What else to watch Wednesday
Earlier this week, we broke down what was on the line for the Raptors around the league in the season’s final three days. We now know the Raptors will play the Pacers in round one, but here are two other races to keep an eye on as you’re score-watching.
East’s 3-6 seeds: The Raptors would draw the winner of the 3-6 matchup if they make it to the second round, and while it’s certainly not worth looking past the Pacers, some will or are.
3. Miami, 48-33, @ Bos, tiebreaker vs. Atl, Cha, 3-way with Atl & Bos
4. Atlanta, 48-33, @ Was, tiebreaker vs. Bos, Cha
5. Boston, 47-34, vs. Mia, tiebreaker vs. Mia, Cha
6. Charlotte, 47-34, vs. Orl, no tiebreakers
Miami can lock down the three-seed by beating Boston, but a Boston win would allow Atlanta to grab that spot. A Boston win would also lock Charlotte into the six-spot, but a Miami win would give them a shot to rise as high as five (the Hornets can’t earn home court).
Knicks-Nuggets pick: As a reminder, the Raptors will get the lesser (worse) of the Knicks or Nuggets first-round picks, following the lottery. The Nuggets get first dibs between the two picks after ping-pong balls are drawn, and the Raptors get the other. Mostly, the Raptors benefit from the Nuggets’ ineptitude, not the Knicks, but there are low-probability scenarios where it’s best for the Raptors if both the Knicks and Nuggets do poorly.
Here’s a matrix of where the Raptors’ pick could land, given each potential landing spot for the Knicks and Nuggets (their order doesn’t matter).
That second column shows the odds the Raptors would have of landing the No. 2 pick with each finish outcome, too. They’re incredibly slim in any case, but if the Knicks and Nuggets were to finish seventh and ninth in the reverse standings, where they currently are, then the Raptors would have what amounts to a 1-in-664 chance (0.1507%) at the No. 2 pick.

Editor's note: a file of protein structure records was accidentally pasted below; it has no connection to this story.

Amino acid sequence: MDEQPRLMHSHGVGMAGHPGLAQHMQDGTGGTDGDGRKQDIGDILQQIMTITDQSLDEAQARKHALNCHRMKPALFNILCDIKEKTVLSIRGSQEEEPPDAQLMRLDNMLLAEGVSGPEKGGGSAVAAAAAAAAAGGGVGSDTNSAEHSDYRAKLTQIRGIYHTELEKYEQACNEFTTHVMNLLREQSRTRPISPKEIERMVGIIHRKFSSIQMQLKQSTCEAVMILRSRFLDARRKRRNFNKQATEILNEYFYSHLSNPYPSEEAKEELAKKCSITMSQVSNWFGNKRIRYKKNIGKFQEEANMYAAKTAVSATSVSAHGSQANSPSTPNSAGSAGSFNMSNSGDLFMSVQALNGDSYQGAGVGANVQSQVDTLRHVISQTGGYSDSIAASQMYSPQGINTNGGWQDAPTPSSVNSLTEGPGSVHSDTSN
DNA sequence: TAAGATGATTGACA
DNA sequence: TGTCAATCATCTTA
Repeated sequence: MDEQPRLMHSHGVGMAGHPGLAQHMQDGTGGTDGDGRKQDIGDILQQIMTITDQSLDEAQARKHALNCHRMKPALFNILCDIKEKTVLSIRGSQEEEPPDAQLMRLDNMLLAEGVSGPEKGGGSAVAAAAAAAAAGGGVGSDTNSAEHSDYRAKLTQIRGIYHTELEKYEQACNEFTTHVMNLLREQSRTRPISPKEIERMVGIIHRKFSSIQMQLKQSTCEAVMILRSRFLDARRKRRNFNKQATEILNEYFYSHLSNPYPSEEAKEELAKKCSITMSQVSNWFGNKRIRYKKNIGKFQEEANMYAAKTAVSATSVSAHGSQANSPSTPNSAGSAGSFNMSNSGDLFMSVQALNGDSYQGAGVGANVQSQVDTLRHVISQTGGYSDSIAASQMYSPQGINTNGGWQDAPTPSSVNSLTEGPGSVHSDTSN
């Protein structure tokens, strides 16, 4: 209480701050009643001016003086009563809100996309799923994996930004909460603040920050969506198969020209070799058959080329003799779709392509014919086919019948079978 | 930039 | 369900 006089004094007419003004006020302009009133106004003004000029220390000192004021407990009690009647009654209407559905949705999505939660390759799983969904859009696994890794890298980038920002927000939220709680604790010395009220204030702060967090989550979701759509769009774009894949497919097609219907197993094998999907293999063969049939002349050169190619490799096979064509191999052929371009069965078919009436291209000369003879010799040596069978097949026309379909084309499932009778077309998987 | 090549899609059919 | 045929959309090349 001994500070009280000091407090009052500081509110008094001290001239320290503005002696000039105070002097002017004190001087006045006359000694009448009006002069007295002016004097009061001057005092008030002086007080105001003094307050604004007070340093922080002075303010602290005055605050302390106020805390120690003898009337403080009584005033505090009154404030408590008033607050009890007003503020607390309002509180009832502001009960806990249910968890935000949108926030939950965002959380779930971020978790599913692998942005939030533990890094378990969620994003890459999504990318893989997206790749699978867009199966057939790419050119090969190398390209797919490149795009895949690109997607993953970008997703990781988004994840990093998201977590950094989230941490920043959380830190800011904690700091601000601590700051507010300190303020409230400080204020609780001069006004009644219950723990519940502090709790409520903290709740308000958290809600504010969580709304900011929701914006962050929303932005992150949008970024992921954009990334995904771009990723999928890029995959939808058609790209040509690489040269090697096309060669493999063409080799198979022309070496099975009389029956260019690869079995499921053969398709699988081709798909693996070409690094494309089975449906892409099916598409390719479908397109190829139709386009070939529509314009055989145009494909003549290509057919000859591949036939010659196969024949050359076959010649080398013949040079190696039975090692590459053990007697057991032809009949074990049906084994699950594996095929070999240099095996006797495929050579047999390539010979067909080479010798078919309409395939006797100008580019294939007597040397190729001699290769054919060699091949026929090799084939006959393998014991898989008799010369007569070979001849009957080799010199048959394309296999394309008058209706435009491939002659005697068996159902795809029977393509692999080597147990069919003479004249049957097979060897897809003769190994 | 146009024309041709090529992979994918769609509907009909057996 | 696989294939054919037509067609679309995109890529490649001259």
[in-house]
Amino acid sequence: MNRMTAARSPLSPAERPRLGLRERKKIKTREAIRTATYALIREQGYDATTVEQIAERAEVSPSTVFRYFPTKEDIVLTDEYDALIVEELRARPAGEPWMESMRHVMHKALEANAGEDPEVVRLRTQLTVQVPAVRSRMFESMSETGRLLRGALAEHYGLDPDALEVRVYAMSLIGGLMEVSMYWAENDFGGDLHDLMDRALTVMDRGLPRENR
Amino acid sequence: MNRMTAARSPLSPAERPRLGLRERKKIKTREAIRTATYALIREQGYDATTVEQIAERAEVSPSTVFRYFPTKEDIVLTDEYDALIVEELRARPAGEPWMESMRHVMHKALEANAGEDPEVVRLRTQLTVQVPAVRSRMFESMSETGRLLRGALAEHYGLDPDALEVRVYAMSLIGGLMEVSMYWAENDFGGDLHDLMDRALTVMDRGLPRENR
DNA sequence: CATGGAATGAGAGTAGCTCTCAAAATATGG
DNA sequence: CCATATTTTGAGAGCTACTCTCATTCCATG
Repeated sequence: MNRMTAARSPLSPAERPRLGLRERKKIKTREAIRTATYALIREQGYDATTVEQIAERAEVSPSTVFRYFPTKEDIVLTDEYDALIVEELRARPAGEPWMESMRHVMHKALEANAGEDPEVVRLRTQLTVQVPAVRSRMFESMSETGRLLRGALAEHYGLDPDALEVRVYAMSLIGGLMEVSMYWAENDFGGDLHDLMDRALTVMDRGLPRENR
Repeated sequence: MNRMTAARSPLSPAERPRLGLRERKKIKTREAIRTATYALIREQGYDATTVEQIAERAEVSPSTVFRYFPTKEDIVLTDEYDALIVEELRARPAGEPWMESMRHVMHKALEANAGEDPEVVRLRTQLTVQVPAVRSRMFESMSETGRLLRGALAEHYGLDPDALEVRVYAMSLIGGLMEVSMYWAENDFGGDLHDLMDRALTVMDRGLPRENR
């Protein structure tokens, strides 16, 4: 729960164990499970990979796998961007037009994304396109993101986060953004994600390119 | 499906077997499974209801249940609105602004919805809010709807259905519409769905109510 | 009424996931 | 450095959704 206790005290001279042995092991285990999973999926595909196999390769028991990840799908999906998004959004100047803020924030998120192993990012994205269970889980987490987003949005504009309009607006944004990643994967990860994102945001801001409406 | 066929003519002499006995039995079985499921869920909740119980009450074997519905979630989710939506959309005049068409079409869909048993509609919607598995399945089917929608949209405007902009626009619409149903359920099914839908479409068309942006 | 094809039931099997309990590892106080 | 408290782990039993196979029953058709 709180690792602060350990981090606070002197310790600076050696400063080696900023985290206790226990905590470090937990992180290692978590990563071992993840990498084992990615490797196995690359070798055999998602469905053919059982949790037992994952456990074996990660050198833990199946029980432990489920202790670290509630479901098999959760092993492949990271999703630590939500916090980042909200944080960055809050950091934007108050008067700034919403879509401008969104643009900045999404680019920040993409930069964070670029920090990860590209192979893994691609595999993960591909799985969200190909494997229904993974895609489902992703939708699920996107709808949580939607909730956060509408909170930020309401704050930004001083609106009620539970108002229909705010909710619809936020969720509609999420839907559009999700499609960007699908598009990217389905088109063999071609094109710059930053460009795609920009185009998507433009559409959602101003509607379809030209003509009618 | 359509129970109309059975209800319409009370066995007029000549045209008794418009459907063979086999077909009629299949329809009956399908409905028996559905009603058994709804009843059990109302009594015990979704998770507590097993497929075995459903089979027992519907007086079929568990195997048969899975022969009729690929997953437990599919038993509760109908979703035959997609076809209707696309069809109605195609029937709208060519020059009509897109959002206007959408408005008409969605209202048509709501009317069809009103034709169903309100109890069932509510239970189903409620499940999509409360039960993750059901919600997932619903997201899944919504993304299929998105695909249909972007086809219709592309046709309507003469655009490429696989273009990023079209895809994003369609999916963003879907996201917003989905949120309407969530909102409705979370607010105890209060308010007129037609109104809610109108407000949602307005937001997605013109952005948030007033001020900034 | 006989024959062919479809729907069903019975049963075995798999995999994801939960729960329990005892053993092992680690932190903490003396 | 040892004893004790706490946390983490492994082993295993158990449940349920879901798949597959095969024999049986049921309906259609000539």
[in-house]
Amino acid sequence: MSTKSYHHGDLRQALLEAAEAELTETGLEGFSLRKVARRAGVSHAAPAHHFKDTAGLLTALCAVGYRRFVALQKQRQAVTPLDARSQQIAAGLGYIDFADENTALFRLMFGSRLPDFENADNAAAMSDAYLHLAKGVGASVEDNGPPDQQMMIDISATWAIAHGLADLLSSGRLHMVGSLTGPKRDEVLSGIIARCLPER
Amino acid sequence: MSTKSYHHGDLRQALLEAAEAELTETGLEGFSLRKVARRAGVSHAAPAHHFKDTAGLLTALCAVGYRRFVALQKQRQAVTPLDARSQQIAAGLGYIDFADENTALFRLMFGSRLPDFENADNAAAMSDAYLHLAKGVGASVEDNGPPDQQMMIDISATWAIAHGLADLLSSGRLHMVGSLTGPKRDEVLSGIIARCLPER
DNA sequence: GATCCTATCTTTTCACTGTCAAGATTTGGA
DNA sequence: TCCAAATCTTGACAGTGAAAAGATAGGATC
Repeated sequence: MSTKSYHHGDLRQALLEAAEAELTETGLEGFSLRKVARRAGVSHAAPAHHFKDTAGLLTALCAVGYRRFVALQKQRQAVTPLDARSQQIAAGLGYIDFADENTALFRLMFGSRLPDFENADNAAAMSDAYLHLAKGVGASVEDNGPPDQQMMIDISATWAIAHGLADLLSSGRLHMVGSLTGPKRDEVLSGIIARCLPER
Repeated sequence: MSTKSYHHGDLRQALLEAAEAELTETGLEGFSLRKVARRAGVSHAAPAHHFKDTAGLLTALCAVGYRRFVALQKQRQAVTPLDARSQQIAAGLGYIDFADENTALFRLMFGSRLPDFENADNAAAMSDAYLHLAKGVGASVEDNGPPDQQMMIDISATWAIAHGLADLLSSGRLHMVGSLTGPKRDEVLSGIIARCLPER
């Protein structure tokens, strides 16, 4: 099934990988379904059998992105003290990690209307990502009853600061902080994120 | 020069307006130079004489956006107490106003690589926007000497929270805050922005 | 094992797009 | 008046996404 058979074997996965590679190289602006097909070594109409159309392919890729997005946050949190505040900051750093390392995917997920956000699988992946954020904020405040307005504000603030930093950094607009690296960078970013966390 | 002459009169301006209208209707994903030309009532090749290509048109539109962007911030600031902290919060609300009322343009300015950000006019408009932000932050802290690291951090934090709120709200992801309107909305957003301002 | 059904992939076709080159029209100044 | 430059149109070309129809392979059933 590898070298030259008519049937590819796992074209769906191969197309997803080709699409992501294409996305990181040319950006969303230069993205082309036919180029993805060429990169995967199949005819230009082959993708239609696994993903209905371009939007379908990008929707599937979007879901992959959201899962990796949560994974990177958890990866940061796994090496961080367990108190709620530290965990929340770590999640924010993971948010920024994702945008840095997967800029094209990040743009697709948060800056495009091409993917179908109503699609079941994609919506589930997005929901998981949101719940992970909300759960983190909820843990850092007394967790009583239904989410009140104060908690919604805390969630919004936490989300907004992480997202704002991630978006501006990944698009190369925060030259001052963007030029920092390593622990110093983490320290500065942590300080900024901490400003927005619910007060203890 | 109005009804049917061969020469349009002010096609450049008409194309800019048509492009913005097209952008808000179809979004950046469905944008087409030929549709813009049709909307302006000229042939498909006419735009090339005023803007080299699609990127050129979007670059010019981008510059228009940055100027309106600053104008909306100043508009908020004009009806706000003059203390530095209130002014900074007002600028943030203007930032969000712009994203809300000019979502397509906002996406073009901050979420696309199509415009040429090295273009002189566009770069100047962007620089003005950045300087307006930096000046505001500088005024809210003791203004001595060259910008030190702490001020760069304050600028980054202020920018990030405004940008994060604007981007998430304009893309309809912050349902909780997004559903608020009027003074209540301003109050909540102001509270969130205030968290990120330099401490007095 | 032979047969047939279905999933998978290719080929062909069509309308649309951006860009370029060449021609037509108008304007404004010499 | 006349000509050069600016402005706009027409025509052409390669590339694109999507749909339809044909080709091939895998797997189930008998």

The Knicks are locked into seventh, having wrapped the season with a 32-50 record. The Nuggets are locked into the 8-to-10 range for lottery odds, entering Wednesday in a three-way tie at 33-48 with Milwaukee and Sacramento.
7. New York, 32-50
8. Sacramento, 33-48, @ Hou
8. Denver, 33-48, Por
8. Milwaukee, 33-48, vs. Ind
All three teams would be well-served with a loss, and Sacramento faces a Houston team that will desperately need the win (it might matter to Portland, too – I’m writing this before Memphis’ Tuesday game has completed). Indiana’s likely to rest Paul George opposite Milwaukee, and the Bucks may accidentally win. The best case for the Raptors would be the Nuggets losing and both Sacramento and Milwaukee winning.
There’s no tiebreaker for the lottery – if two teams tie, they simply split the lottery odds for those two positions, with a coin flip determining who gets the better draft slot (and the one extra ping-pong ball if it’s an odd number). If three teams tie, it’s a three-way coin flip to determine the order.
We’ll have a post up after these games end letting you know what the Raptors’ chances of nabbing the No. 2 pick are.
There’s also Kobe’s last game and the Warriors going for 73 wins…you should probably watch those. You should definitely watch those instead of Raptors-Nets or Nuggets-Blazers.